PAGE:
Monday, September 22, 2008

Unemployment Rate

As of August, the unemployment rate in Minnesota is 6.2%, the highest it's been in 22 years and higher than the national average. Meg upstairs said she's seen a correlation in our neighborhood between crime and the unemployment rate. She thinks it's about 4%: below 4% this is a perfectly safe neighborhood, above 4% we start seeing more crime. Minneapolis has spent all of 2008 over 4%.

The crooks must wait till these lovely warm days when everyone is leaving their windows open. Of course, we've been leaving our windows open for 3 or 4 months now. They chose yesterday morning, while we were at meeting, to slash our window screen, jump in the window, swipe up as much as they could, and run out the back door.

They got my laptop, camera, all my jewelry, both our watches, our new tote bag (to haul the loot), and they made off with our jar of loose change.

It's a little surreal writing this. Of course it feels very real as I mourn the loss of my things. Most people talk about the sense of feeling violated. "Someone was in here going through my stuff!" I don't really feel that way. I do feel a little more jumpy and suspicious of everyone around here. I keep joking, "Well, there's not much left to steal!" But there are things they didn't take (like the desktop). I can't help wondering if they made a mental list and might come back to finish the job. Yikes! I hope not.

I can't understand the mindset a person must have to feel it's okay to break into a house and steal possessions.
I can't understand feeling so desperate (for food, money, drugs, etc) that you have to steal.

I feel bad for whoever did this, that he or she is so desperate and had to resort to crime. I also feel bad because most of what he/she stole is pretty worthless and probably won't fetch much of a price. (For example, my scuffed up 10+ year old watch; or my computer that won't connect to the internet and shuts down if you don't keep ice packs on it; or my collection of silly animal pins I collected in grade school).

I'm sad we don't live in a world where we can trust neighbors and strangers. I'm sad that we're talking about locking down the computer and putting bars on the windows (we probably won't do that, but some people do). I'm sad that so many people don't have support networks and when things get bad they either go hungry and homeless or they take to crime.

Tuesday, September 16, 2008

Urban harvesting

Jeremy and I were walking in a neighborhood in St. Paul over the weekend and discovered a house with two apple trees in the front yard. There were apples all over the ground and smashed in the street, so obviously they weren't picking the apples. Jeremy bravely knocked on the front door and spoke to the owner of the house: she invited us to pick as many apples as we liked.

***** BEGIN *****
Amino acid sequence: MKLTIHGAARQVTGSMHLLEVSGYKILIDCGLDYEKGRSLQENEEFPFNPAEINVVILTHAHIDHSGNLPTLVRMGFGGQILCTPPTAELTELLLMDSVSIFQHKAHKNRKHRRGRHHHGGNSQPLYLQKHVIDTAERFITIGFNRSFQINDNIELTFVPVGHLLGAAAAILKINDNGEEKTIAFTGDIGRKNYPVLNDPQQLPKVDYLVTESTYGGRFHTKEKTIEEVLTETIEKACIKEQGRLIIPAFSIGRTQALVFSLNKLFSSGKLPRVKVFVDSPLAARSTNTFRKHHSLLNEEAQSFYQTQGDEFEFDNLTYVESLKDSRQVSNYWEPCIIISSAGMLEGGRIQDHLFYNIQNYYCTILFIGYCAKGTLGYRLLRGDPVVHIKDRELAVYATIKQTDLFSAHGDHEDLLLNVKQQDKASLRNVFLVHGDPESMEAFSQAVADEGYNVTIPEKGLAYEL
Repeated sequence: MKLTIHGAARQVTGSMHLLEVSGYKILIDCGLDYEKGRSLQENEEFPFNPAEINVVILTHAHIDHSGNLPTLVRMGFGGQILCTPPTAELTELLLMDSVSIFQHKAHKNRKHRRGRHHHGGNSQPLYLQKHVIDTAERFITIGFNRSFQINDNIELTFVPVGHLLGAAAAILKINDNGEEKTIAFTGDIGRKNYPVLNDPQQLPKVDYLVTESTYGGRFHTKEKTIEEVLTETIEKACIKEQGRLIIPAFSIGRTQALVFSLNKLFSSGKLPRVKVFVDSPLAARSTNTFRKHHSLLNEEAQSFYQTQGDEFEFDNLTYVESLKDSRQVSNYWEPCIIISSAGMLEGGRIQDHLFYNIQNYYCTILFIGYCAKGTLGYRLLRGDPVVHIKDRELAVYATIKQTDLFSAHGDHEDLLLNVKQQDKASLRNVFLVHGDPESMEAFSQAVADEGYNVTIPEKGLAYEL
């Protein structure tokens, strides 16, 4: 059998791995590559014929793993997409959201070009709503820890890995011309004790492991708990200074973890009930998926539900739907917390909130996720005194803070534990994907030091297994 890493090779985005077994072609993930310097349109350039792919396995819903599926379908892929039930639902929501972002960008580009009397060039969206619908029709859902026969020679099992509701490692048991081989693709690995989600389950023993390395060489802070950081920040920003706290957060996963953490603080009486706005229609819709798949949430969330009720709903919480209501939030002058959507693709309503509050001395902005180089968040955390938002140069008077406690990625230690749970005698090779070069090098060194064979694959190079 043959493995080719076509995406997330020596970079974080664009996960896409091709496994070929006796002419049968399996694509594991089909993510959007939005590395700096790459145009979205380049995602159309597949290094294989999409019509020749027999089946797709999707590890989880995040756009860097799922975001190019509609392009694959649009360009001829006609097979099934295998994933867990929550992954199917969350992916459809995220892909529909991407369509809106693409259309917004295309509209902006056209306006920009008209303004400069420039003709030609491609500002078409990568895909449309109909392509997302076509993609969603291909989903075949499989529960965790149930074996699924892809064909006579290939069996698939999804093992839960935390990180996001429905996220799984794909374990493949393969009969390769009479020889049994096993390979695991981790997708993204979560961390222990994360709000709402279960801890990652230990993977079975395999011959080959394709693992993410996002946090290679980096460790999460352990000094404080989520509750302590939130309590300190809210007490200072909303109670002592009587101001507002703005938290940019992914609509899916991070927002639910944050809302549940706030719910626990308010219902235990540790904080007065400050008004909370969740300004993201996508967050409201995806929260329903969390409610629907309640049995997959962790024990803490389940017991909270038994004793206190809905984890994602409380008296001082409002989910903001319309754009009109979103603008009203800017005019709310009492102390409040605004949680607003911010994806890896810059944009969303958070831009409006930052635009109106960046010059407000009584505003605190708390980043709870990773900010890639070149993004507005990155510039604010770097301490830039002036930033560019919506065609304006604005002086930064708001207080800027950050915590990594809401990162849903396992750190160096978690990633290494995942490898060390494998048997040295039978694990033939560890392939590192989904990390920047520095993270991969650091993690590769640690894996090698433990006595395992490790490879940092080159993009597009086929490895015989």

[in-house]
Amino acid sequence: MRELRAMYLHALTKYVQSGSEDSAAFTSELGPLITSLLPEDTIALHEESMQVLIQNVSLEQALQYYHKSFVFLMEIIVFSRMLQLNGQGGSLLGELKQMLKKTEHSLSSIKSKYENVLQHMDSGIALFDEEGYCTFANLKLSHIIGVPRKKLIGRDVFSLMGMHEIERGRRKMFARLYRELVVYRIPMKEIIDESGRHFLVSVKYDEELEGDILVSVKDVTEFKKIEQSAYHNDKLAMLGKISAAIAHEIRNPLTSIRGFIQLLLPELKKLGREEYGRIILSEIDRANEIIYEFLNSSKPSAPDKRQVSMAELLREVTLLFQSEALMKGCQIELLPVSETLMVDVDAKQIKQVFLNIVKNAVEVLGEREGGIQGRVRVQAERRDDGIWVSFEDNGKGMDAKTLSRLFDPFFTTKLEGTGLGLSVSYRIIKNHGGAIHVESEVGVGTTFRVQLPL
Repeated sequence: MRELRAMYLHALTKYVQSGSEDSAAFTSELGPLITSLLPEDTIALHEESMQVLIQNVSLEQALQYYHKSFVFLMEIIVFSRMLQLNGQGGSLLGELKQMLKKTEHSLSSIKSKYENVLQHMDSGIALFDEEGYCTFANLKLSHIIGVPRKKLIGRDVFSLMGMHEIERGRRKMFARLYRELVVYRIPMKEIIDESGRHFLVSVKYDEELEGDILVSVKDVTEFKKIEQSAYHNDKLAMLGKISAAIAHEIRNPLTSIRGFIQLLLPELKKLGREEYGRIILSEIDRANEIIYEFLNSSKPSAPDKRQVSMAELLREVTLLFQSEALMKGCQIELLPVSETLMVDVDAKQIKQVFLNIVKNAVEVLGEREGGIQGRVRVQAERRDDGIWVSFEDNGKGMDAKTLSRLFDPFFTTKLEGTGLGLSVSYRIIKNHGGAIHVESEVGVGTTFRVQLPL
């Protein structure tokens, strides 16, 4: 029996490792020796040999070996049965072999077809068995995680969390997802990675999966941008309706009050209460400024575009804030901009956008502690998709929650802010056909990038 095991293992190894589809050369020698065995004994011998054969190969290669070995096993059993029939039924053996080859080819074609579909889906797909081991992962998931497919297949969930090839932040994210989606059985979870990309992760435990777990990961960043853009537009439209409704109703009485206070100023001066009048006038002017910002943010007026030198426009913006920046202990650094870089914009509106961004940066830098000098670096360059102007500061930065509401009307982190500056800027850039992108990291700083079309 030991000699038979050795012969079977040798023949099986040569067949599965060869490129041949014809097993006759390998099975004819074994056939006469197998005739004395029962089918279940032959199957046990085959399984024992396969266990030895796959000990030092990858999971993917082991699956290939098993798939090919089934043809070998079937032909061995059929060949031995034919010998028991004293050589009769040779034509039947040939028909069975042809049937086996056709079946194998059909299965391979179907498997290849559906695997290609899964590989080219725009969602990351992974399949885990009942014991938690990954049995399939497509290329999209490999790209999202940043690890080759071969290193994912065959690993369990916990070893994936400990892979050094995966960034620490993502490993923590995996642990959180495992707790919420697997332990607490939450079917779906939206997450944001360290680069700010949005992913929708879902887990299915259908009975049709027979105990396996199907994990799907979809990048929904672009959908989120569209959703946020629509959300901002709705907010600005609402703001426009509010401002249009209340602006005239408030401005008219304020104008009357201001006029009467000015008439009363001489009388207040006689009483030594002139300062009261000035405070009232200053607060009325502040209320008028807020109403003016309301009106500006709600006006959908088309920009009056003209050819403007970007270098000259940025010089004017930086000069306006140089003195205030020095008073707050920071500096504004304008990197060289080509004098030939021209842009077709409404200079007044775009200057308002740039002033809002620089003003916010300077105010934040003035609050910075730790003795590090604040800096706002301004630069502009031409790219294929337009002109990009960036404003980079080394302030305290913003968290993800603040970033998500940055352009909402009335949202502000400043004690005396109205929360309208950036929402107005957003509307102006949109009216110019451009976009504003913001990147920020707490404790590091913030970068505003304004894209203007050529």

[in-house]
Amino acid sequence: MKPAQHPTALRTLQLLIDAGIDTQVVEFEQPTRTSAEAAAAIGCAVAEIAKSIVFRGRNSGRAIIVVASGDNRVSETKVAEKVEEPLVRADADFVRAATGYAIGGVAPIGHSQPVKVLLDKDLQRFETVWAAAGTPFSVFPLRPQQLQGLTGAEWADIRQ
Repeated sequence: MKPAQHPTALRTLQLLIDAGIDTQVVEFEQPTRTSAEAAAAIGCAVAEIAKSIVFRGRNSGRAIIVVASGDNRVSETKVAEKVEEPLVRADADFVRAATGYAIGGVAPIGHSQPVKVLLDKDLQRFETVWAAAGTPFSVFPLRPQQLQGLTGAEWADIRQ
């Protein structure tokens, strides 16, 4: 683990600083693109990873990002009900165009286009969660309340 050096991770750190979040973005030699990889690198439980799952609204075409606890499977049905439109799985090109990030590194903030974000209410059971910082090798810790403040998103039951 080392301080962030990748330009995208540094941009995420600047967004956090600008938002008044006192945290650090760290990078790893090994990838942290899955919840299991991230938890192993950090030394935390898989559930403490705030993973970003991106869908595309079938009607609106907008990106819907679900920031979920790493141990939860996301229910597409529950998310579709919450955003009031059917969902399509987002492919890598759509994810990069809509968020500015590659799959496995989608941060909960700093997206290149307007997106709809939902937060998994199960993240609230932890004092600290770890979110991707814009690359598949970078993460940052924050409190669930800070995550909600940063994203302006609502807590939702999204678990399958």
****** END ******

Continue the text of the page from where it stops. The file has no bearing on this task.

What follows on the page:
So early Sunday morning we stuck two ladders in our trunk (the extension ladder sticking out about 4 feet) and drove over to the house. We picked and picked and picked for almost two hours. There was a smaller tree with regular apples that Jeremy used the extension ladder to reach. I was of course terrified the ladder would fall or a branch would break so I held onto the ladder every time he climbed up, willing it to stay upright (since I’m certainly not strong enough to keep that from happening).

(sizing up the ladder position)

(Jeremy up in the trees)

When that tree was nearly picked clean, we moved onto the crab apple and I climbed up into this one. There were so many apples just out of reach!

Our haul was quite impressive.

I know we picked 50+ pounds of regular apples, but I’m not sure how many crab apples we picked (because we processed them before weighing them!) – but we’ve made 2 dozen jars of crab apple jelly. And we have enough to make another eight or so jars (to add to the other two dozen we made from Frank’s apples!).

(juicing the aples)

(putting the last jar of apple jelly out to cool)

Ah, the joys of urban harvesting.

Urban harvesting comes in some different forms, but it basically means harvesting fruits (mainly) from other people’s trees. Some people ask the owners, some don’t. Jeremy and I have been making our best attempt to ask owners of fruit trees before we pick.

That’s how we’ve been given permission to help ourselves to the entire crop of crab apples from our neighbor two doors down, the whole crop of apples from our neighbor across the street, and the whole crop of apples from the St. Paul house. We’ve also been able to harvest raspberries and currants from another neighbor across the street. We discovered a beautiful cherry tree just a couple blocks away but we could never reach the owners – even after leaving our names, numbers, and email on their front door. We should have just gone in the yard anyway, since those cherries all fell off the tree and rotted.